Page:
Babylon - Capital City of Babylonia

Palace of Nebuchadnezzar ruins
Ruins of the palace of Nebuchadnezzar Picture. Photo by Daniel O'Connell Gunnery Sergeant, USMC. Daniel O'Connell Gunnery Sergeant, USMC


Babylon was an ancient city in Mesopotamia. It was the capital city of Babylonia from the second to first millennium B.C., and then of the Chaldean Empire in the 7th and 6th centuries B.C. Its ruins lie about 55 miles south of Baghdad on the Euphrates River, in Iraq.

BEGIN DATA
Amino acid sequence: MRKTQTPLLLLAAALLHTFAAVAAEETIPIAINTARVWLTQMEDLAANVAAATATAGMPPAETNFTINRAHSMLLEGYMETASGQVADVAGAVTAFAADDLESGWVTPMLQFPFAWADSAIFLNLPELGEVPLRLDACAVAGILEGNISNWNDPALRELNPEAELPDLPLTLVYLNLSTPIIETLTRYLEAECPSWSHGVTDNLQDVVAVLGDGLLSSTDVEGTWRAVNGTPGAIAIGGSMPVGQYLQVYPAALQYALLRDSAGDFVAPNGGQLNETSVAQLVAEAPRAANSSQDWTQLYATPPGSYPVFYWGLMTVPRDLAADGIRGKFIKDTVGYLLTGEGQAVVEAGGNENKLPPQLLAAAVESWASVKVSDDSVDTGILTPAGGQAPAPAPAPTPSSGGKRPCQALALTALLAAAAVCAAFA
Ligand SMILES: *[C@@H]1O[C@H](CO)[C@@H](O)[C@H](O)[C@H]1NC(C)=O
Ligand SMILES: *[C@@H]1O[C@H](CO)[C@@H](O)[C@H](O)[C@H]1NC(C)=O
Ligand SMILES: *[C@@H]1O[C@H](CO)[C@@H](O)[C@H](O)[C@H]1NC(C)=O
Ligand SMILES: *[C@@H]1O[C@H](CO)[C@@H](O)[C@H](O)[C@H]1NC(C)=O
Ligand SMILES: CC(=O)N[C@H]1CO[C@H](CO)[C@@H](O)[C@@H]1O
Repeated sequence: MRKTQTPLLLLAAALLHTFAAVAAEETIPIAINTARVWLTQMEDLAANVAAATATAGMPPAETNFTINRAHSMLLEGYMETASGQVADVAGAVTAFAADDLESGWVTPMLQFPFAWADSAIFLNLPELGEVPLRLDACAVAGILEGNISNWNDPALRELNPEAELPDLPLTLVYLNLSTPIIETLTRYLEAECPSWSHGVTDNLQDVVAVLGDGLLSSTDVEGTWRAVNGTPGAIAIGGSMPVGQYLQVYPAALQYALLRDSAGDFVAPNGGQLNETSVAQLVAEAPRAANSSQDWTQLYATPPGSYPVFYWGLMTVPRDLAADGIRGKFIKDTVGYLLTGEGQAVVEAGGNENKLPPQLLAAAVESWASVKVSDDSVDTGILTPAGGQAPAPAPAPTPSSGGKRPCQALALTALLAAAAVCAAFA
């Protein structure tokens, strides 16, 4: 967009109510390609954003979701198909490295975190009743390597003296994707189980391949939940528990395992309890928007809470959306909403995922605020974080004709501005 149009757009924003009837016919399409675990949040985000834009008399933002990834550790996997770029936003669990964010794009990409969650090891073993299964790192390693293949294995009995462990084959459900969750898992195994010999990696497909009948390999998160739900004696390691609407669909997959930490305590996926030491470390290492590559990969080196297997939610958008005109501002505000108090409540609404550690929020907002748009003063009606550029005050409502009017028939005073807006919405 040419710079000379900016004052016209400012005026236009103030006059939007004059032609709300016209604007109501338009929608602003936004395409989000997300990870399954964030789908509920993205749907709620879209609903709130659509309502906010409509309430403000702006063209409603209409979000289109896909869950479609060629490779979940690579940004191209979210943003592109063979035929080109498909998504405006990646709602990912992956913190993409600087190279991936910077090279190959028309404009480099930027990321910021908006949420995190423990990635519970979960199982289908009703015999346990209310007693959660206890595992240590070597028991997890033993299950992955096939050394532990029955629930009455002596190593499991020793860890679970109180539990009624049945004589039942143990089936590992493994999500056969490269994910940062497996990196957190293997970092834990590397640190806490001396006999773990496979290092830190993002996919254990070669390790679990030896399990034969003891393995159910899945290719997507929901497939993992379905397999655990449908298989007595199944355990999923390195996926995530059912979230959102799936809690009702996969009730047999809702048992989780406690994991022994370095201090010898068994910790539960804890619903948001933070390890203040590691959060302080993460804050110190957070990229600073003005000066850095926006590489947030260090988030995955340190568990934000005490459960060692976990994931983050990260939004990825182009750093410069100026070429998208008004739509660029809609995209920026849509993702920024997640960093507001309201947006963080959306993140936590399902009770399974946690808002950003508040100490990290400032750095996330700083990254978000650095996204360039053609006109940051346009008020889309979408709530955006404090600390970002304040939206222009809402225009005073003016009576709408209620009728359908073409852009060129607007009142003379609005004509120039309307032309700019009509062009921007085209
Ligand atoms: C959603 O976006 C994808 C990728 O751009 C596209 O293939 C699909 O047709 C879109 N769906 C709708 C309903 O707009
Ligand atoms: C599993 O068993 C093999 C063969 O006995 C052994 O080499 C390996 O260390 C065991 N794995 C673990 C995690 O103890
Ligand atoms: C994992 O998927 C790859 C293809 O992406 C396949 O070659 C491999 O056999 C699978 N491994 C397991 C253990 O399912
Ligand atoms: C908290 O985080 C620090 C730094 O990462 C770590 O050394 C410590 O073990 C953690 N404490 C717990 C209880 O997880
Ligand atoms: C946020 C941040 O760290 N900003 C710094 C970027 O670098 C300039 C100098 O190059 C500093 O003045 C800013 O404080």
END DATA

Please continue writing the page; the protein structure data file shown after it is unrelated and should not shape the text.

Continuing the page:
Hammurabi (18th C. B.C.) made Babylon the capital city of his kingdom. Nebuchadnezzar, centuries later, also made his capital in Babylon and rebuilt the city.

Nebuchadnezzar's Babylon was the largest city of the time. In it was a temple of Marduk and ziggurat, the Tower of Babel. In 331 B.C. Babylon surrendered to Alexander the Great. After Alexander's death, Babylon fell into the hands of the Seleucids.

Babylon was a commercial, administrative, literary, and religious center. The chief god of Babylon, Marduk, became supreme Mesopotamian god.

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